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University of Huddersfield
Daresbury, Warrington, UK
28 February 2020
Project Reference GAOCE32
Main Supervisor: Dr Feng Gao
Co-Supervisor: Dr Guoyu Yu
Process complex surfaces produced from additive manufacturing to high-precision optical surfaces with robotic polishing.
This project is to process complex surfaces that are produced from additive manufacturing (3D printing). This technology has fully established in prototype development and begin to implement in the medical sector, art and automotive. Research works have now started in many other areas and We are following up an enquiry from UCL Mullard Space Laboratory on collaborating on post-polishing 3D-printed compact optics for a CubeSat mission. Aspherical and freeform surfaces are big challenges for traditional methods. 3D printing has the advantage to produce complex base shapes and we propose to process these surfaces to high-precision optical surfaces with robotic polishing.
The starting point of this project is to define surfaces to be processed. The considerations of the design will include the surface’s shape, finish quality, size and materials to be used. This will involve the design of structures and surfaces using commercial CAD software (e.g. Solidwords). The student will also be required to liaise with day factor supervisor, David Bogg who is from STFC Daresbury and other technical staff to discuss the technical contents regarding 3D printing.
The aim of this project is to be able to perform corrective polishing directly after 3D printing, although intermediate smoothing process can be applied to achieve the starting condition of the polishing. The characterisation of the surfaces will be carried out regarding their form, mid-spatial frequency error and roughness. Complex surfaces will be characterised with different instruments, such as PGI profilometer, CMMs, white-light interferometers, digital fringe projection and phase measurement deflectometry. The venue of metrology will be both at Huddersfield and Daresbury campus depending on the availability of instruments.
Polishing experiments will be carried out at the University’s Laboratory for Ultra Precision Surfaces at Daresbury. The laboratory is equipped with cutting-edge CNC polishing machines and robots to enable processing experiments of multiple options regarding blank material, toolpath, tooling and polishing media.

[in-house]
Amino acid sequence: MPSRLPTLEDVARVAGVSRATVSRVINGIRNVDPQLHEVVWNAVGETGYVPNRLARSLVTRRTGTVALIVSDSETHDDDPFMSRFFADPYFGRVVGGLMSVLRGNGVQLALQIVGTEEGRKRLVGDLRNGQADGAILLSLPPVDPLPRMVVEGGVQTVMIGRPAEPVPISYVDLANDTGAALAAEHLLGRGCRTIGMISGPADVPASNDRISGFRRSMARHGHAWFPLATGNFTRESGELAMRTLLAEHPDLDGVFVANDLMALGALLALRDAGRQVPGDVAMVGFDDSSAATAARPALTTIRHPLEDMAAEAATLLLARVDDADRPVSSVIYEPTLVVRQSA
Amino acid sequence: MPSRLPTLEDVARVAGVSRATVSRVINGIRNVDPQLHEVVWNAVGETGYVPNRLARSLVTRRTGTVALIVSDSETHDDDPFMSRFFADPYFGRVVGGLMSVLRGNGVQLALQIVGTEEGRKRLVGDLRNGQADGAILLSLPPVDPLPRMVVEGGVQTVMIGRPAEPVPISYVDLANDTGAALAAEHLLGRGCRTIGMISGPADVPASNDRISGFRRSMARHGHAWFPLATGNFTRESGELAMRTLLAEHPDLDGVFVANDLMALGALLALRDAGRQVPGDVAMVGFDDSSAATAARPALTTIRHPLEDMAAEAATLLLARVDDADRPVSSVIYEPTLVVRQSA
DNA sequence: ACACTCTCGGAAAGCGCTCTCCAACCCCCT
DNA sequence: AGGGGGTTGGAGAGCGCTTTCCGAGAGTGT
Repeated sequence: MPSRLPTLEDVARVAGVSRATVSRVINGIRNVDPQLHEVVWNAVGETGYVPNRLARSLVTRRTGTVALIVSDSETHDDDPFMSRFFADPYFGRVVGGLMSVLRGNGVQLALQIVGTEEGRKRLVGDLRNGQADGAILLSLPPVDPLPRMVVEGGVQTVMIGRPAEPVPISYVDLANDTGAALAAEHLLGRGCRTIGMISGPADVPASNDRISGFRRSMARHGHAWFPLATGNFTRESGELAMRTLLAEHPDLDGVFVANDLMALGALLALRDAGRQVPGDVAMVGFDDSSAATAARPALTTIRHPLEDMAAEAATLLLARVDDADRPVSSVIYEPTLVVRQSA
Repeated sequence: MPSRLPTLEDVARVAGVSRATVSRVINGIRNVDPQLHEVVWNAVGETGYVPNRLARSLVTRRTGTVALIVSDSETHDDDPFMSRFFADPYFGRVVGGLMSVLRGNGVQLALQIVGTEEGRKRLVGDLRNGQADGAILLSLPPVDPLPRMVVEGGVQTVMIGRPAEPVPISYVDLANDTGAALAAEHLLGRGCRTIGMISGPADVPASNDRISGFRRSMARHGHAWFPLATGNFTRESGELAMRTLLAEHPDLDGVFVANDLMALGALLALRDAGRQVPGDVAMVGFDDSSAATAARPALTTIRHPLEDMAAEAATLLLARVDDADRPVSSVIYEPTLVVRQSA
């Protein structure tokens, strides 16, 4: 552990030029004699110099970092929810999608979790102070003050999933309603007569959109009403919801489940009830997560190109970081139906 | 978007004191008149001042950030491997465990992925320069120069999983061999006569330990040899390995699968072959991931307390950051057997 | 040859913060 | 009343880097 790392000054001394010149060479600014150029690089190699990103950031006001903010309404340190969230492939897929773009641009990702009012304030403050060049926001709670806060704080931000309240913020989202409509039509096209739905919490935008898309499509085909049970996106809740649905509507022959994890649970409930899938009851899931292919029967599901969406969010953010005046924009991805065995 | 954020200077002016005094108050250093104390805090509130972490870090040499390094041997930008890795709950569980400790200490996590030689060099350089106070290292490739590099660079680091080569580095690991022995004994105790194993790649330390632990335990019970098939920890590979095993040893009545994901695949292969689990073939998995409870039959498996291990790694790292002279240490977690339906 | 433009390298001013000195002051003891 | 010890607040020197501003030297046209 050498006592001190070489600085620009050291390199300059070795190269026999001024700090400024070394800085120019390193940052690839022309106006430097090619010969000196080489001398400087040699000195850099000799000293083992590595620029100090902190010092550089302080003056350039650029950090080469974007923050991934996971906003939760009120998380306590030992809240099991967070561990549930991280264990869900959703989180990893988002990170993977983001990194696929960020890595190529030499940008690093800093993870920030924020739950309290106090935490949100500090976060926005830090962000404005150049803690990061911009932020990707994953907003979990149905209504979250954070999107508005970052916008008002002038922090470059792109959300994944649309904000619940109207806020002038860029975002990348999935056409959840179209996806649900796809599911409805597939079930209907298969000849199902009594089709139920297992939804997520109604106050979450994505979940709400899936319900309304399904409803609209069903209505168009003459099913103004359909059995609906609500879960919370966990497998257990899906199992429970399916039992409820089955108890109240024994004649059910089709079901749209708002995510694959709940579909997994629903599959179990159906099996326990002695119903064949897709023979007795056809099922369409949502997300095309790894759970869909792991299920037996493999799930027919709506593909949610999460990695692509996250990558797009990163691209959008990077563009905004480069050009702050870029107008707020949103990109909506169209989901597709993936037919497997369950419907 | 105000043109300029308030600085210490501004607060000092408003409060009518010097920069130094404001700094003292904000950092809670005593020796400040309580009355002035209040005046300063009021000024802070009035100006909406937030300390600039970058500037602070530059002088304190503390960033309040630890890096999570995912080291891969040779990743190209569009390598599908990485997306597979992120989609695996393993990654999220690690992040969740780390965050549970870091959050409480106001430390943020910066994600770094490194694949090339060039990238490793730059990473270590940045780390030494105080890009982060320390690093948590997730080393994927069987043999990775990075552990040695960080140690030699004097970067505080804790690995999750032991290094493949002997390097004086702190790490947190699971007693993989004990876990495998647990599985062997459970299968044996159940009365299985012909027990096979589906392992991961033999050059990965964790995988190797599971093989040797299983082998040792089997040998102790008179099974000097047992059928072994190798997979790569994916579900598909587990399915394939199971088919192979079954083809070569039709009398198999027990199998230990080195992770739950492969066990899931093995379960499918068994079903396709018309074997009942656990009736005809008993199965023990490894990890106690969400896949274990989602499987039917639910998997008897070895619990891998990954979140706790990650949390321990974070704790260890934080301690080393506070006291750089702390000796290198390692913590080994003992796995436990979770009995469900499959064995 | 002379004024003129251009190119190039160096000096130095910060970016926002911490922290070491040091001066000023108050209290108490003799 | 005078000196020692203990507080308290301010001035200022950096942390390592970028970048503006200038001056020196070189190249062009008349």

To demonstrate that ultra-precision polishing is a competitive process, multiple processing experiments will be carried out on samples of varied blank material, surface shape and size considering the applications in different sectors. Taguchi methods will be utilised to optimise the reduction of the number of experiments.
The results from every stage will be collected to access the suitability of polishing of different materials and their input surface quality. Comparison experiments will also be conducted on similar characteristic samples of traditional optical materials. This will provide a quantitative evaluation of the surface quality vs cost of manufacturing.
Training will be provided to the student by appropriate supervisors and technical staff. The student will start by literature research regarding the state of art additive manufacturing, metrology and polishing technologies. He/she will also be provided with supervision to familiarise instruments that are necessary for subsequent experiments.
The student should have an experimental background in physics or engineering. He/She should be willing to conduct experiments in the lab. It is ideal that the student has some knowledge of software, such as MATLAB and SOLIDWORKS.
****This might be relevant to STFC staff through a secondment to a PhD programme, where the project-scope is “tuned” to be of mutual interest*****